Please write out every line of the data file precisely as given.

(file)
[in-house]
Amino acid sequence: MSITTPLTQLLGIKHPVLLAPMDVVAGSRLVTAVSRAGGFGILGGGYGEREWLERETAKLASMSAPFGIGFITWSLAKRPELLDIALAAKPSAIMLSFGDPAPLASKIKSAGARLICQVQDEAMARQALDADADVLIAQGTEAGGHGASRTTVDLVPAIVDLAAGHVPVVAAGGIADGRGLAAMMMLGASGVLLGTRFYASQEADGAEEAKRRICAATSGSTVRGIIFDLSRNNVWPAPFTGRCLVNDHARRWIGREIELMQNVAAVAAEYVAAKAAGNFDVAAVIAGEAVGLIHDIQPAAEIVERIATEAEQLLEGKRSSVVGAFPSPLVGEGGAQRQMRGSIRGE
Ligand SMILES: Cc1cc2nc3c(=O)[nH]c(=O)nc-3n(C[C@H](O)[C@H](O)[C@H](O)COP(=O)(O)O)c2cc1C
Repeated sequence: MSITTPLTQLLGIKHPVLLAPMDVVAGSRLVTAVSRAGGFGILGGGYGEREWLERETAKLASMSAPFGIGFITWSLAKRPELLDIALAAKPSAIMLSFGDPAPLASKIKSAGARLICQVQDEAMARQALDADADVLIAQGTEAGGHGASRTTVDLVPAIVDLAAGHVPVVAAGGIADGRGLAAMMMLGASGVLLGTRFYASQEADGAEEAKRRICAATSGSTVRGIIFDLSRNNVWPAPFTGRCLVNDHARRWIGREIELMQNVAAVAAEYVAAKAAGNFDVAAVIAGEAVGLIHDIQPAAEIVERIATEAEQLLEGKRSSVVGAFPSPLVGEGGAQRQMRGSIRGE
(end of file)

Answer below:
[in-house]
Amino acid sequence: MSITTPLTQLLGIKHPVLLAPMDVVAGSRLVTAVSRAGGFGILGGGYGEREWLERETAKLASMSAPFGIGFITWSLAKRPELLDIALAAKPSAIMLSFGDPAPLASKIKSAGARLICQVQDEAMARQALDADADVLIAQGTEAGGHGASRTTVDLVPAIVDLAAGHVPVVAAGGIADGRGLAAMMMLGASGVLLGTRFYASQEADGAEEAKRRICAATSGSTVRGIIFDLSRNNVWPAPFTGRCLVNDHARRWIGREIELMQNVAAVAAEYVAAKAAGNFDVAAVIAGEAVGLIHDIQPAAEIVERIATEAEQLLEGKRSSVVGAFPSPLVGEGGAQRQMRGSIRGE
Ligand SMILES: Cc1cc2nc3c(=O)[nH]c(=O)nc-3n(C[C@H](O)[C@H](O)[C@H](O)COP(=O)(O)O)c2cc1C
Repeated sequence: MSITTPLTQLLGIKHPVLLAPMDVVAGSRLVTAVSRAGGFGILGGGYGEREWLERETAKLASMSAPFGIGFITWSLAKRPELLDIALAAKPSAIMLSFGDPAPLASKIKSAGARLICQVQDEAMARQALDADADVLIAQGTEAGGHGASRTTVDLVPAIVDLAAGHVPVVAAGGIADGRGLAAMMMLGASGVLLGTRFYASQEADGAEEAKRRICAATSGSTVRGIIFDLSRNNVWPAPFTGRCLVNDHARRWIGREIELMQNVAAVAAEYVAAKAAGNFDVAAVIAGEAVGLIHDIQPAAEIVERIATEAEQLLEGKRSSVVGAFPSPLVGEGGAQRQMRGSIRGE